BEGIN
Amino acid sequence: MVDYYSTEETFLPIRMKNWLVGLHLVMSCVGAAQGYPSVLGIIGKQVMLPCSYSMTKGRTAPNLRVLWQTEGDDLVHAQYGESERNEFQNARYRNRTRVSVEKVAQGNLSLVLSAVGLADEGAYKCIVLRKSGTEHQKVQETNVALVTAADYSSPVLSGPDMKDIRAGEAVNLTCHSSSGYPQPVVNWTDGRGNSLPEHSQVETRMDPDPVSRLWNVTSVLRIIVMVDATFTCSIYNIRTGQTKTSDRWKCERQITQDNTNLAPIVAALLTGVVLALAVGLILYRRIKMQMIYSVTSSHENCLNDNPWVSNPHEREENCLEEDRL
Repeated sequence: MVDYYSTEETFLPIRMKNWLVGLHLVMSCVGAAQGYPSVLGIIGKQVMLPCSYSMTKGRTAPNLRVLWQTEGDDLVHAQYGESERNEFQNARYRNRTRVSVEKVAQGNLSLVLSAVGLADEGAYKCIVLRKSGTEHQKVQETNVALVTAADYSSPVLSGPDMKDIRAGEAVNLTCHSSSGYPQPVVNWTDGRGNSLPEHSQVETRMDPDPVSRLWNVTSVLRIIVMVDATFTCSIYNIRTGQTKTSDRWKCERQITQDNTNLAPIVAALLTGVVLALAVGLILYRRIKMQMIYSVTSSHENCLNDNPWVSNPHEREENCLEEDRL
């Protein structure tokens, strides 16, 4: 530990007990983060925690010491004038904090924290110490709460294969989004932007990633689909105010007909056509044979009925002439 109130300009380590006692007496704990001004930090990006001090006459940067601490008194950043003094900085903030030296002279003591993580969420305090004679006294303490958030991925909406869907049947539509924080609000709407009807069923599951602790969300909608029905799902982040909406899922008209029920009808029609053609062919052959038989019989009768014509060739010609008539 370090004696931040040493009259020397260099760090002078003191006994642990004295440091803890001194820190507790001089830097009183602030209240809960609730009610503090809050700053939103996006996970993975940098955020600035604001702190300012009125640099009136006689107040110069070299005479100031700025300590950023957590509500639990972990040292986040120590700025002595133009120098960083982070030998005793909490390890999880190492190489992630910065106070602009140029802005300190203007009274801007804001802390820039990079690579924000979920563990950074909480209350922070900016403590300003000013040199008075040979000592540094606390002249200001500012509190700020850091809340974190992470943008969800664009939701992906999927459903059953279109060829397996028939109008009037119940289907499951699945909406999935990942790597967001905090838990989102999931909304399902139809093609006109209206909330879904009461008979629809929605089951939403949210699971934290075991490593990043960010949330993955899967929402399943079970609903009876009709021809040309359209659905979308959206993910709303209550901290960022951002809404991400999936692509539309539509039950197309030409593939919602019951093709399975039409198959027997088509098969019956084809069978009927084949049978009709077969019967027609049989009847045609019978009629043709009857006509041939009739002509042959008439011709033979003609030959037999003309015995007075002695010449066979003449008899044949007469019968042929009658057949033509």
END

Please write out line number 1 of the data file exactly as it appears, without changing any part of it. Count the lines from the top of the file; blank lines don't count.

Amino acid sequence: MVDYYSTEETFLPIRMKNWLVGLHLVMSCVGAAQGYPSVLGIIGKQVMLPCSYSMTKGRTAPNLRVLWQTEGDDLVHAQYGESERNEFQNARYRNRTRVSVEKVAQGNLSLVLSAVGLADEGAYKCIVLRKSGTEHQKVQETNVALVTAADYSSPVLSGPDMKDIRAGEAVNLTCHSSSGYPQPVVNWTDGRGNSLPEHSQVETRMDPDPVSRLWNVTSVLRIIVMVDATFTCSIYNIRTGQTKTSDRWKCERQITQDNTNLAPIVAALLTGVVLALAVGLILYRRIKMQMIYSVTSSHENCLNDNPWVSNPHEREENCLEEDRL